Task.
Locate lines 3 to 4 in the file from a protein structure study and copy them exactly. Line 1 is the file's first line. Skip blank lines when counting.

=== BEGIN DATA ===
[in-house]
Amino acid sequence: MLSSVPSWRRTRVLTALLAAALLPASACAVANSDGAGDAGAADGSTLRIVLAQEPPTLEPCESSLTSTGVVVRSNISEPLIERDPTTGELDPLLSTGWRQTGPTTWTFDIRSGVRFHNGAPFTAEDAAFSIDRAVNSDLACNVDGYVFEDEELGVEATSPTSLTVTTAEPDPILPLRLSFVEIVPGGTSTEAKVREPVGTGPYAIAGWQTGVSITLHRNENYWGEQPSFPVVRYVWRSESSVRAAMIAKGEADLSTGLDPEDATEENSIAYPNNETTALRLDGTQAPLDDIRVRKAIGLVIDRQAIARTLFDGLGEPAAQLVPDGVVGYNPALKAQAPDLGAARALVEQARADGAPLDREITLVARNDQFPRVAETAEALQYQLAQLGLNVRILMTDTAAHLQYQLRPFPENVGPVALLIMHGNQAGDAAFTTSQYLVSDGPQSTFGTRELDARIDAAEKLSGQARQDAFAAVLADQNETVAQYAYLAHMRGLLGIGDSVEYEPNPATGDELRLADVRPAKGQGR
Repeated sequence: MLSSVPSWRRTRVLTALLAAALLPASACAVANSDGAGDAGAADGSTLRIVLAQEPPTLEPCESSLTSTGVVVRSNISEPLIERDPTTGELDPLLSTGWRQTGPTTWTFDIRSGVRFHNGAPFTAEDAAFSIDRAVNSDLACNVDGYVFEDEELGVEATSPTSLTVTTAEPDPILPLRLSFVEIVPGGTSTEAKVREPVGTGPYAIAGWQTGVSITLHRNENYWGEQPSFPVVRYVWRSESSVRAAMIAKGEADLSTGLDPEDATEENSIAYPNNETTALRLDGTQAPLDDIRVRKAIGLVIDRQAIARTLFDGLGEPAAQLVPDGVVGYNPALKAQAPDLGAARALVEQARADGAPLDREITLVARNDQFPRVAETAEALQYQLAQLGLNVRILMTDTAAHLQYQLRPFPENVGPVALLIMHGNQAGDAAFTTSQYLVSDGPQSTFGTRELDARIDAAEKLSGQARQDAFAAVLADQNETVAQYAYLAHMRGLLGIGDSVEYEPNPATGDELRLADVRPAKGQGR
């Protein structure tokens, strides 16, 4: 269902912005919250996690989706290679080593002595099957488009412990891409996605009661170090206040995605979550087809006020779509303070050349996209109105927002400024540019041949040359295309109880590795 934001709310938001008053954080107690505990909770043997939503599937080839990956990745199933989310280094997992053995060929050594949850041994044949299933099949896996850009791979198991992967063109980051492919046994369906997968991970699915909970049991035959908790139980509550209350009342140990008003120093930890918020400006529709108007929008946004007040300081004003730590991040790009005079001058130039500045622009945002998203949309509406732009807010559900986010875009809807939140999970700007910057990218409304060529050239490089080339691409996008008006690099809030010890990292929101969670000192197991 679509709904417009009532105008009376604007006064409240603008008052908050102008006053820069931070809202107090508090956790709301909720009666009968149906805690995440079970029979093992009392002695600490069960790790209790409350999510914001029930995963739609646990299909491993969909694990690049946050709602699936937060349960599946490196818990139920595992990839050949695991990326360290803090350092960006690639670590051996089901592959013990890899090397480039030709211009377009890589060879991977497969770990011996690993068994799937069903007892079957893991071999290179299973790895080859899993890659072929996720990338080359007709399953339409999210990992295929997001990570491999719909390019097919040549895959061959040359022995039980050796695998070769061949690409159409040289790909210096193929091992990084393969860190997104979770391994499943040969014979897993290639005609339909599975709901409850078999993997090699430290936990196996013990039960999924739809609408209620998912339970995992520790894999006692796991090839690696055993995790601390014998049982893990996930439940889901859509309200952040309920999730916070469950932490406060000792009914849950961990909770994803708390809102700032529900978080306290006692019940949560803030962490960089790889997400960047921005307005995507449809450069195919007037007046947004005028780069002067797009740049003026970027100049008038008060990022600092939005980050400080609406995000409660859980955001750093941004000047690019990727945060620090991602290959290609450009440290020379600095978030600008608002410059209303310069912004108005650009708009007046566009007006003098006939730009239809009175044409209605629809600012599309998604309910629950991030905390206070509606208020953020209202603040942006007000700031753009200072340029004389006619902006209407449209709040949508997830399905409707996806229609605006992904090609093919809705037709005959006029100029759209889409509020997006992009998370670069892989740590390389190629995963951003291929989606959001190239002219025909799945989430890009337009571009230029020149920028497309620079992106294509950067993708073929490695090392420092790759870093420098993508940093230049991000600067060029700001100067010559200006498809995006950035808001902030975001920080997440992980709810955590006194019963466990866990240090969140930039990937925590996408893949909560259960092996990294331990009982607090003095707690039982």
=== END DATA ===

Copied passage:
Repeated sequence: MLSSVPSWRRTRVLTALLAAALLPASACAVANSDGAGDAGAADGSTLRIVLAQEPPTLEPCESSLTSTGVVVRSNISEPLIERDPTTGELDPLLSTGWRQTGPTTWTFDIRSGVRFHNGAPFTAEDAAFSIDRAVNSDLACNVDGYVFEDEELGVEATSPTSLTVTTAEPDPILPLRLSFVEIVPGGTSTEAKVREPVGTGPYAIAGWQTGVSITLHRNENYWGEQPSFPVVRYVWRSESSVRAAMIAKGEADLSTGLDPEDATEENSIAYPNNETTALRLDGTQAPLDDIRVRKAIGLVIDRQAIARTLFDGLGEPAAQLVPDGVVGYNPALKAQAPDLGAARALVEQARADGAPLDREITLVARNDQFPRVAETAEALQYQLAQLGLNVRILMTDTAAHLQYQLRPFPENVGPVALLIMHGNQAGDAAFTTSQYLVSDGPQSTFGTRELDARIDAAEKLSGQARQDAFAAVLADQNETVAQYAYLAHMRGLLGIGDSVEYEPNPATGDELRLADVRPAKGQGR
């Protein structure tokens, strides 16, 4: 269902912005919250996690989706290679080593002595099957488009412990891409996605009661170090206040995605979550087809006020779509303070050349996209109105927002400024540019041949040359295309109880590795 934001709310938001008053954080107690505990909770043997939503599937080839990956990745199933989310280094997992053995060929050594949850041994044949299933099949896996850009791979198991992967063109980051492919046994369906997968991970699915909970049991035959908790139980509550209350009342140990008003120093930890918020400006529709108007929008946004007040300081004003730590991040790009005079001058130039500045622009945002998203949309509406732009807010559900986010875009809807939140999970700007910057990218409304060529050239490089080339691409996008008006690099809030010890990292929101969670000192197991 679509709904417009009532105008009376604007006064409240603008008052908050102008006053820069931070809202107090508090956790709301909720009666009968149906805690995440079970029979093992009392002695600490069960790790209790409350999510914001029930995963739609646990299909491993969909694990690049946050709602699936937060349960599946490196818990139920595992990839050949695991990326360290803090350092960006690639670590051996089901592959013990890899090397480039030709211009377009890589060879991977497969770990011996690993068994799937069903007892079957893991071999290179299973790895080859899993890659072929996720990338080359007709399953339409999210990992295929997001990570491999719909390019097919040549895959061959040359022995039980050796695998070769061949690409159409040289790909210096193929091992990084393969860190997104979770391994499943040969014979897993290639005609339909599975709901409850078999993997090699430290936990196996013990039960999924739809609408209620998912339970995992520790894999006692796991090839690696055993995790601390014998049982893990996930439940889901859509309200952040309920999730916070469950932490406060000792009914849950961990909770994803708390809102700032529900978080306290006692019940949560803030962490960089790889997400960047921005307005995507449809450069195919007037007046947004005028780069002067797009740049003026970027100049008038008060990022600092939005980050400080609406995000409660859980955001750093941004000047690019990727945060620090991602290959290609450009440290020379600095978030600008608002410059209303310069912004108005650009708009007046566009007006003098006939730009239809009175044409209605629809600012599309998604309910629950991030905390206070509606208020953020209202603040942006007000700031753009200072340029004389006619902006209407449209709040949508997830399905409707996806229609605006992904090609093919809705037709005959006029100029759209889409509020997006992009998370670069892989740590390389190629995963951003291929989606959001190239002219025909799945989430890009337009571009230029020149920028497309620079992106294509950067993708073929490695090392420092790759870093420098993508940093230049991000600067060029700001100067010559200006498809995006950035808001902030975001920080997440992980709810955590006194019963466990866990240090969140930039990937925590996408893949909560259960092996990294331990009982607090003095707690039982």